WHEN GEORGETTE Heyer began writing her Regency romance novels in the 1930s, she didn’t know she was going to create a veritable industry. Within a decade, imitators were ‘borrowing’ her plots, characters and her painstaking period research (they’ve continued till today). Despite several provocations, Heyer chose never to sue her pesky plagiarists.
Last year, banker-turnednovelist Sarita Mandanna got the highest ever advance from an Indian publisher for a debut novel. Now that her book Tiger Hills is out, one can attempt the game of tracing her influences — one prime candidate that’s emerged is Kavery Nambisan’s The Scent of Pepper (1996), from which Mandanna seems to have taken more inspiration of genre than specifics. At one point, though, at the end of both Nambisan’s chapter 12 and Mandanna’s chapter 17, a character does the kolata mock-battle dance to impress his love, wins the contest, and the chapters end with marriage proposals for both men.
Here’s how Nambisan de- scribes it: Boju danced “matching his intricate footwork with the other dancers; in ever-decreasing circles, he moved to the beat of drums, striking his cane cluster with its tiny bells… the Pariakali, in which the opponents strike each other with canes, but never above the waist. The sport at times is used to settle feuds between the villages…”
And here’s Mandanna: Machu danced “moving in intricate, ever-decreasing circles to the steady beat of the drums… the bells at the ends jingled softly as the canes swooped and fell… the paria kali… had been tamed now into a game contested during Puthari and used occasionally by the village elders as a means of settling disputes: each contestant… was allowed to strike his opponent only below the shins.”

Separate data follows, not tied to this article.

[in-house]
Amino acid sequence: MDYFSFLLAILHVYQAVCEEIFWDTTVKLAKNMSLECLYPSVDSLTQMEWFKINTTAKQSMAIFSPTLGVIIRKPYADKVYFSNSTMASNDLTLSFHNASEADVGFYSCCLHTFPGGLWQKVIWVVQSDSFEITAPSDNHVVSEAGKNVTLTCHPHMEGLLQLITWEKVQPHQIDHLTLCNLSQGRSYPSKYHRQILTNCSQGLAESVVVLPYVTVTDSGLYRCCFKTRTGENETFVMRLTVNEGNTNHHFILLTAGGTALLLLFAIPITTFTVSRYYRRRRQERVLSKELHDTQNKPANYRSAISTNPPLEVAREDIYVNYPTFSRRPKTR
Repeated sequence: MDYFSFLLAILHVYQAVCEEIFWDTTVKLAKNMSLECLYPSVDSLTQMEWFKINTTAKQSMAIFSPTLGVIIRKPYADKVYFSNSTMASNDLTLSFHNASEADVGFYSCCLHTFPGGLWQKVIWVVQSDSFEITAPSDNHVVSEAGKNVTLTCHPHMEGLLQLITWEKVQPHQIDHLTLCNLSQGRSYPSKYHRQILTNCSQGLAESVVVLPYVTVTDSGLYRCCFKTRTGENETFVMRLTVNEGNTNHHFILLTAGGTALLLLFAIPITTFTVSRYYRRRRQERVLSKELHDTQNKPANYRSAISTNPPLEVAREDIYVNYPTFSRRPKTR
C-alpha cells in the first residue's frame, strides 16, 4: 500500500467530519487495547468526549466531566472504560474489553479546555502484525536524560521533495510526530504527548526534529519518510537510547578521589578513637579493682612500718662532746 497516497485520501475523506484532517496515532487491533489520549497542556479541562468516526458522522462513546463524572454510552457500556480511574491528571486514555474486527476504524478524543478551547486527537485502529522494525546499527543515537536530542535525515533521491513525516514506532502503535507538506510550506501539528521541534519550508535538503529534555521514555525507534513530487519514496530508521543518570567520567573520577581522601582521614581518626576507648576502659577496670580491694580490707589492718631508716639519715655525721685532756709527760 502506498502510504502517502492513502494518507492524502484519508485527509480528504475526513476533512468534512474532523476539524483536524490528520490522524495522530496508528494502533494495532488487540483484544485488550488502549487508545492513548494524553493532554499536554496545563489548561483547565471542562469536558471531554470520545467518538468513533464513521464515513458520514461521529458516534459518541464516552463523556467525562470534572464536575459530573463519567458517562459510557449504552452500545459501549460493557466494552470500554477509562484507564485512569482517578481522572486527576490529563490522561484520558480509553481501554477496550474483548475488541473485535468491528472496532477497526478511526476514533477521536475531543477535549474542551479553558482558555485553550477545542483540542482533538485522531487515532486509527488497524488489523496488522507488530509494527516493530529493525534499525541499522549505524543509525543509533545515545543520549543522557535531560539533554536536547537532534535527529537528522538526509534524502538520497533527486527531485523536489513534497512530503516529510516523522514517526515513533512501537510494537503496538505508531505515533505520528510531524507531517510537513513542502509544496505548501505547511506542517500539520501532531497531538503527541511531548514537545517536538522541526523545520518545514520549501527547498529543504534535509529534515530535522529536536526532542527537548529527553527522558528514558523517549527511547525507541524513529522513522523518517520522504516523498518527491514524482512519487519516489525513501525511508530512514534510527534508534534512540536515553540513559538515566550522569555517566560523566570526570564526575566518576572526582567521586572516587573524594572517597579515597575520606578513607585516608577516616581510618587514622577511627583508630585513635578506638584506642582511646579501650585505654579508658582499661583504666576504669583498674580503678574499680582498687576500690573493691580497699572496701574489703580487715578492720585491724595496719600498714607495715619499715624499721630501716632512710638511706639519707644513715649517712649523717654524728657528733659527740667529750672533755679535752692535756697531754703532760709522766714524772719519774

MANDANNA WANTED Nambisan to be ‘in conversation’ with her at Tiger Hills’ launch but the latter couldn’t attend. Says Nambisan, “I can’t speak too much about Mandannna’s novel. She did write [to] me recently saying that she found my novel to be inspiring. I’ve only read 50 pages or so of Tiger Hills. I’m flattered if someone feels inspired by my writing but would be displeased if any imitation took place. I don’t expect it from Sarita Mandanna.”
Much like Heyers’ imitators borrowed the frills and watered the wit, Mandanna blurs what she borrows. Nambisan’s Kodagu saga is much starker and her people much harder at the edges than Mandanna’s simperers. Along with a new Nambisan novel, Penguin is also releasing Pepper in a new edition next month, with author revisions about Kodagu’s 1834 British annexation and its 1952 Karnataka merger. Unlike Mandanna’s bodice-ripper sensibility, Nambisan writes with the grit of a rural doctor — The Scent of Pepper was criticised in Kodagu as obscene and anti-community. Says Nambisan, “I was asked to withdraw the novel. One accusation was that I hadn’t written enough about the beauty and bravery of our people. I was very puzzled and rather hurt by this, since I love my community just the way anyone else would love what is close to them. But I’ll be damned if I’m going to do any glorification.”
First published here.